Anxiety has always been part of my life. It’s mostly somewhere out of sight, but it’s always lurking and I have had to learn to deal with it.

My favourite tactic is to think of a fish. A yellow boxfish, to be precise. Cuboid and black-spotted like obese cheetahs, they live in the tropics and seem to spend their days unhurriedly bumbling around the coral reefs that I occasionally visit as an enthusiastic, if unskilled, scuba diver. When anxiety threatens to trip me up, I think of a boxfish quietly nosing around the coral with no interest in whatever is worrying me. The contrast is usually enough to see off my worries.

So I’ve been hit in the gut by the news that climate change threatens every one of the world’s top coral reefs. The warming they have experienced so far – already enough to bleach reefs worldwide – is much less than they are likely to face unless the world soon cuts its carbon emissions to zero. Within my life, the boxfish’s world, my mental refuge, may cease to exist.

This is one of the first times that climate change has hit me emotionally. That might seem strange: analysing climate change is part of my job and I have just written a book about it. But I rarely look up from the details and remember why it matters to me. It took a threat to something personal to make me emotional about climate change. It was the thought of one obscure fish that made the threat seem real.

Those of us worried about climate change often forget about emotion. We focus on the big and abstract, and forget about the small and personal. We warn about the melting Arctic and average global temperature change. Those things matter – and a few people, like me, may happen to have a personal connection with some distant place under threat. But most of the time warnings about abstract concepts and distant places have little emotional impact.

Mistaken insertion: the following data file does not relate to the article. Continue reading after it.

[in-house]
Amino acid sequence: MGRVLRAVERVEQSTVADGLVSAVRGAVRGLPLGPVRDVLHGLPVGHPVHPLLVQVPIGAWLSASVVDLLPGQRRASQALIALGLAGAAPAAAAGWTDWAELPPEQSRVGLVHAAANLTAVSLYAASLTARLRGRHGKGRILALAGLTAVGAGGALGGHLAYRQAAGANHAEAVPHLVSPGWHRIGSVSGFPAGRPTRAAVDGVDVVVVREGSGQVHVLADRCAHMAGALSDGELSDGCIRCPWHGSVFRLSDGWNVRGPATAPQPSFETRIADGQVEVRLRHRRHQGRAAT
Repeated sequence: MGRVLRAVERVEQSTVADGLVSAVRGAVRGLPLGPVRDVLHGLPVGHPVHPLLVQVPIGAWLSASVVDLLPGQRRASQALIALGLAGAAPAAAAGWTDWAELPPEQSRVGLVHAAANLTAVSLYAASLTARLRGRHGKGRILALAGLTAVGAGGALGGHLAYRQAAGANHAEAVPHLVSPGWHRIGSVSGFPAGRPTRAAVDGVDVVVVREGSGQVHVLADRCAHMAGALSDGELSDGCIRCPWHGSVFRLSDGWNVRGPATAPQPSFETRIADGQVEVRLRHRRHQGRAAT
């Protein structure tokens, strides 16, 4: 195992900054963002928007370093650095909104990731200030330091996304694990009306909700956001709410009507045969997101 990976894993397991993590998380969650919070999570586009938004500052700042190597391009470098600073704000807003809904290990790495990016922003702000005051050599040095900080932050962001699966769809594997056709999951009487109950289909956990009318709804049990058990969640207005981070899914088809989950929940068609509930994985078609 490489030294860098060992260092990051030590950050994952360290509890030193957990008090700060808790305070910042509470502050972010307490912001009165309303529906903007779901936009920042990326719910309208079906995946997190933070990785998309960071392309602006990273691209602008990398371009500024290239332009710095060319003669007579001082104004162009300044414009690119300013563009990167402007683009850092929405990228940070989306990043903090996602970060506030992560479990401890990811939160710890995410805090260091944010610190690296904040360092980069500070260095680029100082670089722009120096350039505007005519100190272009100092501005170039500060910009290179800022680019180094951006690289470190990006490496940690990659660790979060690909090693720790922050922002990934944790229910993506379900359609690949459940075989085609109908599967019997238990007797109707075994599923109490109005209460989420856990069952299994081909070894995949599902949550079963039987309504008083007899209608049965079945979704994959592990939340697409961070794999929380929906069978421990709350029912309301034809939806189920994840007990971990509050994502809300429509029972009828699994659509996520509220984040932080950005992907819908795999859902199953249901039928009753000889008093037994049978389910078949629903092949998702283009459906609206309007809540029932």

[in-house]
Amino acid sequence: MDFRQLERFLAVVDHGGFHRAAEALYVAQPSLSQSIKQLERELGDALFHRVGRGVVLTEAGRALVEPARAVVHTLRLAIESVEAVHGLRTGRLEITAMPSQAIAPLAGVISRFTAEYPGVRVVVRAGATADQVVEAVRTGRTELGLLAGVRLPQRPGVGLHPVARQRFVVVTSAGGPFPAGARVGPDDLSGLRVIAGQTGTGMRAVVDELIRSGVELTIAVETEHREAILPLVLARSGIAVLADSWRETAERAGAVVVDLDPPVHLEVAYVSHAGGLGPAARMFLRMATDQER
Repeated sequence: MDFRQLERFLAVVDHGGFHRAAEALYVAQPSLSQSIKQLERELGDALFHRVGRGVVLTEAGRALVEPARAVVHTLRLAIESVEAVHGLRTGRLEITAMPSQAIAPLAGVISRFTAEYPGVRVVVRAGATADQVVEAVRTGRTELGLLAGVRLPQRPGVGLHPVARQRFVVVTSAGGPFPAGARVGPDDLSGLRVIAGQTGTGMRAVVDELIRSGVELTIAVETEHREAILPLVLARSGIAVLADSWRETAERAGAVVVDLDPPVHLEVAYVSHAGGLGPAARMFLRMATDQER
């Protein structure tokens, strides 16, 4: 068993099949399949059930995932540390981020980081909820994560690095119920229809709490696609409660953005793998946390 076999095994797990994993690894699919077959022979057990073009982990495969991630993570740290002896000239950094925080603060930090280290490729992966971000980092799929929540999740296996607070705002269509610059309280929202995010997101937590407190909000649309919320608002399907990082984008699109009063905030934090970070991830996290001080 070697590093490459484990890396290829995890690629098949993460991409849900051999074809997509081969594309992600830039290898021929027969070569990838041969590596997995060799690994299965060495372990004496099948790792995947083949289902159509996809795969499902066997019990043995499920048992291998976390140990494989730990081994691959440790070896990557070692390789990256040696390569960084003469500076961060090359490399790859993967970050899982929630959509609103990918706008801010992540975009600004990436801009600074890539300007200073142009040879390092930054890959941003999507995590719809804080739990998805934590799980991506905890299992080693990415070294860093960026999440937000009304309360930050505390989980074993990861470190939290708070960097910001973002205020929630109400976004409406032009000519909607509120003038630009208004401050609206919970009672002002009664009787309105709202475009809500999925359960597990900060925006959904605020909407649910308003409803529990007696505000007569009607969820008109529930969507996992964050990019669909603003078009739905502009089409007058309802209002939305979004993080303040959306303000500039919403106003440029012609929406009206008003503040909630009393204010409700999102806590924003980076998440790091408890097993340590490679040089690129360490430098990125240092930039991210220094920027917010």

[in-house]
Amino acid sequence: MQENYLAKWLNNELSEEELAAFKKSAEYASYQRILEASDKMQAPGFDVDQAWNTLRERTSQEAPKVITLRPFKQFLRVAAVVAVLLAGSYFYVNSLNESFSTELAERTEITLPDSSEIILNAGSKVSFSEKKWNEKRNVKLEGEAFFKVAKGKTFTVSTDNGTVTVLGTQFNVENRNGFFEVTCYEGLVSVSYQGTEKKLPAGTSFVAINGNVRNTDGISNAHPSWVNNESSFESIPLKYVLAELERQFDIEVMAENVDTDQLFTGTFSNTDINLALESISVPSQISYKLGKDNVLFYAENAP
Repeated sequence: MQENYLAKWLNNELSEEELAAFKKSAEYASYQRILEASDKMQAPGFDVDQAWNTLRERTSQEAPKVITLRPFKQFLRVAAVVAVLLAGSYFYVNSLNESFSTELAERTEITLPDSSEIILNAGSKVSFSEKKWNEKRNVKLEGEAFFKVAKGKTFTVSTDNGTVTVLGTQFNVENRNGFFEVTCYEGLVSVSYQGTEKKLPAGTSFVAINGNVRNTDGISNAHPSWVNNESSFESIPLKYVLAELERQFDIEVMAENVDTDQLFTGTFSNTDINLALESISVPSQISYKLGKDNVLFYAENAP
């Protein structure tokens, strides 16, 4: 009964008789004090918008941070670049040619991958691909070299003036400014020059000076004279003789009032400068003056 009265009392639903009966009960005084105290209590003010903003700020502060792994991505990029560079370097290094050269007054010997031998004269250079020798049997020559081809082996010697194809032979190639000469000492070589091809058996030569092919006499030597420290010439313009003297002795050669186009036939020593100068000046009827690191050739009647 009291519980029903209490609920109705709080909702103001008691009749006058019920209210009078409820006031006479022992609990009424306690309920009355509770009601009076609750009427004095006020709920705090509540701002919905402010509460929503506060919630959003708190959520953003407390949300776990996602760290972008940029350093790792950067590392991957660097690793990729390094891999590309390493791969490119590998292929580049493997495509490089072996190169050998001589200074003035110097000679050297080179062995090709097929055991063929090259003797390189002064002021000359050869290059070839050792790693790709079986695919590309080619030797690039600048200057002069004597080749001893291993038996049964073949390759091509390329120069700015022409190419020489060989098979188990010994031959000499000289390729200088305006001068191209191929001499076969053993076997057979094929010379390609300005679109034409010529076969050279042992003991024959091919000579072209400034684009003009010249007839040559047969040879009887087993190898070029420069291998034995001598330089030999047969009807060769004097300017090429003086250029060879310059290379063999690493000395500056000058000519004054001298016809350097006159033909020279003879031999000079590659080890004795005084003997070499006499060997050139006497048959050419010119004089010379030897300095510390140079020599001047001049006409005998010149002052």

This spells trouble: if few people in richer countries have a visceral reaction to the threat of extreme warming, there is unlikely to be widespread support for the measures that will be needed to prevent it.

Few people really object to wind and solar power replacing coal, or to fridges and light bulbs becoming more efficient. Those changes save money or clean up our air, or both. But the time will come when measures to cut emissions will have to be more intrusive. The ways many people travel and the things we eat will have to change. So long as most people think of climate change as distant and impersonal, it’s hard to see much enthusiasm for changes to day-to-day life that don’t offer immediate tangible benefits.

It was the threat to the yellow boxfish’s home that made climate change seem real to me, but most people would be as unlikely to feel emotional about a tropical fish as they would at the news of a melting ice sheet. The challenge is to find the personal details in global climate change that tell a story about why we should all care.

Leo Barasi is the author of The Climate Majority: Apathy and Action in an Age of Nationalism, recently published by New Internationalist.